How To: Use Hill Repeats to Become a Stronger and Faster Cyclist - Total Women's Cycling

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How To: Use Hill Repeats to Become a Stronger and Faster Cyclist

Coaches love to set them, cyclists hate to ride them - but hill reps can provide bang for buck if you're time starved

Hill reps – the session no athlete ever wants to see in their training schedule. However nasty and evil they may be, riding up a hill at full throttle before riding back down and doing it all again is an excellent way to up your speed on the bike.

These sorts of sessions help to build strength and power – exactly the attributes a cyclist needs. Being high intensity and usually under an hour, they’re also great if you’re short on time too.

The length of repeats you should ride will vary depending upon your goals as a rider, as well as your level of experience. We spoke to head coach at Revolution Cycling, Kerry Bircher, to get her advice on how to use hill reps to provide the greatest gains possible…

Would you recommend hill repeat sessions for cyclists looking to get faster? What are the benefits?

  • *Lactate threshold (LT) is the exercise intensity at which the blood concentration of lactate and/or lactic acid begins to exponentially increase.
  • Heart rate: 95 to 100 per cent of what you can sustain for one hour
  • Power: 91 t0 100 per cent of what you can sustain for an hour (FTP)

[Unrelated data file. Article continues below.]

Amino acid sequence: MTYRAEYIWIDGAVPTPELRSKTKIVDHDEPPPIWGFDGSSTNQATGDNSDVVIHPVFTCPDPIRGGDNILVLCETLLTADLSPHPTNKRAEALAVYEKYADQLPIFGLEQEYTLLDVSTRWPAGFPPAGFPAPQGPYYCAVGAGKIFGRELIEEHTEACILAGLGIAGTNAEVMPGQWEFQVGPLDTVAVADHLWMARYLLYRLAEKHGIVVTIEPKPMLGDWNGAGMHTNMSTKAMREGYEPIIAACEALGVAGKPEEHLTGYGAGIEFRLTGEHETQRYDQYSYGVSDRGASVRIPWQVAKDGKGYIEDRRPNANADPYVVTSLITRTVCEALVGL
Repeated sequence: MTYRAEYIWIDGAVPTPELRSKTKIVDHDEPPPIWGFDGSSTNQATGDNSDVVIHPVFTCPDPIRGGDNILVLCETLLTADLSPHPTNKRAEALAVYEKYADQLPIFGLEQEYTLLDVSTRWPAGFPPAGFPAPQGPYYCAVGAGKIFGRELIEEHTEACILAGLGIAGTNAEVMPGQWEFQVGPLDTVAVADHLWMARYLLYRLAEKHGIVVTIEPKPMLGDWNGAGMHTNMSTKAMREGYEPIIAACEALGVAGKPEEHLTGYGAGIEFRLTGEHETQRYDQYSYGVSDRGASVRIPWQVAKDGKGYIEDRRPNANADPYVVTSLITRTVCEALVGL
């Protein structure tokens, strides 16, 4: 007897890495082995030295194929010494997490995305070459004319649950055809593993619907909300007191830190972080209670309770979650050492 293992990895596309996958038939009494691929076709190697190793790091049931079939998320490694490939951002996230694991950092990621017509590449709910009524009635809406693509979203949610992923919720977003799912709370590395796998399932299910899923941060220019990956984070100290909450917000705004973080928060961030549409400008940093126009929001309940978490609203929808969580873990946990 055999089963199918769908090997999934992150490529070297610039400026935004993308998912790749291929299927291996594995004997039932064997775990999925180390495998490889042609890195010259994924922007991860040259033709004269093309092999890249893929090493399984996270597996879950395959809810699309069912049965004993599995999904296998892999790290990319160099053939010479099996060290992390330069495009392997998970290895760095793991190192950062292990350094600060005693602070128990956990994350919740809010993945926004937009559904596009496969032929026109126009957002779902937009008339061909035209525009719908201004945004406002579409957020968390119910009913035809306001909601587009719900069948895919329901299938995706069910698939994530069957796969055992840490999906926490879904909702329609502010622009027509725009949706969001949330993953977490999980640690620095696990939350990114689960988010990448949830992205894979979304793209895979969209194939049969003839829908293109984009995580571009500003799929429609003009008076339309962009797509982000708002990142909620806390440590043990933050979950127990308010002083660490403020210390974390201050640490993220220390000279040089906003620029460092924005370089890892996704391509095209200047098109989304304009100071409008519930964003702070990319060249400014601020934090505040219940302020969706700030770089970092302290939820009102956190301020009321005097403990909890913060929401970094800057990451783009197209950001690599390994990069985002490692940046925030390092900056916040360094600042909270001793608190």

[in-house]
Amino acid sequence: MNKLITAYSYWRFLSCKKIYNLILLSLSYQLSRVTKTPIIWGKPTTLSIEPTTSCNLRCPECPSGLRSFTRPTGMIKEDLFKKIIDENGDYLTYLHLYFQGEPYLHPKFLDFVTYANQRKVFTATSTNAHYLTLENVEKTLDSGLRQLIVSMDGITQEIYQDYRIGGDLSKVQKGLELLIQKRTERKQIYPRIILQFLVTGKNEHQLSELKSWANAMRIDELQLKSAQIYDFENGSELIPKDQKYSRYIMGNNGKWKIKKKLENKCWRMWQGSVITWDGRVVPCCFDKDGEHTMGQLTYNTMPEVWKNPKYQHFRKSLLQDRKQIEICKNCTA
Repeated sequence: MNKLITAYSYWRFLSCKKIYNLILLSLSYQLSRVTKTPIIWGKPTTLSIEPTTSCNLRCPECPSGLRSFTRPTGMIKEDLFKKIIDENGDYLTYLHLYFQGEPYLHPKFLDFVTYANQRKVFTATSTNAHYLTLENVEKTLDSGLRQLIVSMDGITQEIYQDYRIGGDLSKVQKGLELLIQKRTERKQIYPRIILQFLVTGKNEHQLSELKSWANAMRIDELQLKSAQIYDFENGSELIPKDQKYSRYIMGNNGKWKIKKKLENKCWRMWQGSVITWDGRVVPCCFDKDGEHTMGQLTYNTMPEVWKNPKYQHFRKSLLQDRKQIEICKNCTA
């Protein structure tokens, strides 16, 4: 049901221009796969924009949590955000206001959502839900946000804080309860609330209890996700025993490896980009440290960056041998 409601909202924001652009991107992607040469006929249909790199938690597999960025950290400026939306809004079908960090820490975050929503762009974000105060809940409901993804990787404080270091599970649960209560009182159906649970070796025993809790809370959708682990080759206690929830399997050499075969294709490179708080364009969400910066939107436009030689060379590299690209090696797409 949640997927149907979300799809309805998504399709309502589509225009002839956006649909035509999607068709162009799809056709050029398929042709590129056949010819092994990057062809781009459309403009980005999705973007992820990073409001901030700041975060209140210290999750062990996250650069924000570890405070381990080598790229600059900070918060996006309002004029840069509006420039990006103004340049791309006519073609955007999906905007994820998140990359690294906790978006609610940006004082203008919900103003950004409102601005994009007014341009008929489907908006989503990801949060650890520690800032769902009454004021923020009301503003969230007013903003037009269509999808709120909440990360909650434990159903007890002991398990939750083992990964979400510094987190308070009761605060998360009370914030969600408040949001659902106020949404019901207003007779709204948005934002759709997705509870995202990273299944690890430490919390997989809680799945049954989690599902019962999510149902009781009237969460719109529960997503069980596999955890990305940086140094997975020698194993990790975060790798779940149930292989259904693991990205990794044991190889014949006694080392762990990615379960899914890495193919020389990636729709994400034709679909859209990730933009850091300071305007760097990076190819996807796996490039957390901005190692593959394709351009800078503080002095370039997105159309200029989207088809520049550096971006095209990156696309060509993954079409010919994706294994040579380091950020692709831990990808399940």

Yes, I do recommend hill repeats – many of my clients are training for epic sportives involving long alpine climbs, or they’re road racers looking to develop explosive power – hill reps can benefits these athletes. The purpose of hill repeats is accumulating time at lactate threshold*. For example, if you have 3×8 minute hill repeats you’re accumulating 24 minutes at LT intensity. Accumulating time at this intensity forces your body to adapt so you can produce more power from the aerobic engine, which means you’ll become a more efficient climber and have the ability to push harder if the pace changes or elevation  becomes more challenging.

Hill reps build strength. So would you suggest them as an alternative to gym sessions, or do you think they serve different goals? 

No, I wouldn’t recommend they replace a gym session for a female athlete – yes, hill reps do build leg strength but it is still a non-weight bearing workout. For long term health, for example preventing Osteoporosis and maintaining muscle mass which is difficult for female athletes, then I would still recommend a weekly gym session.

Check out Kerry’s suggested one hour gym sessions here 

Are there any important considerations to bear in mind when starting a hill reps session?

Generally, less experienced and less fit athletes should start with more, shorter intervals such as 4×5 minutes so that each interval can be completed at higher quality. As you get stronger – and as the training plans progress – the individual intervals typically get longer even if the total time at intensity stays the same.

Recovery between intervals is typically half the time of the interval, or 3 minutes between 6 minute efforts, and 6 minutes between 12 minute efforts for example.

How often should we aim to do a hill rep session? 

  • Ride hill reps once a week or once a fortnight
  • Keep recoveries half the length of the effort (eg 12 minute efforts have 6 minute recoveries)
  • If hill reps are new to you, start with more shorter reps to ensure you keep the effort high enough throughout each one
  • Always warm up for 20 minutes and cool down
  • Replicate the efforts with your gears if you live somewhere flat

Once a solid aerobic base fitness has been developed over several months, then hill reps can be started to develop leg strength and increase intensity.

How to Plan Training and Stick to It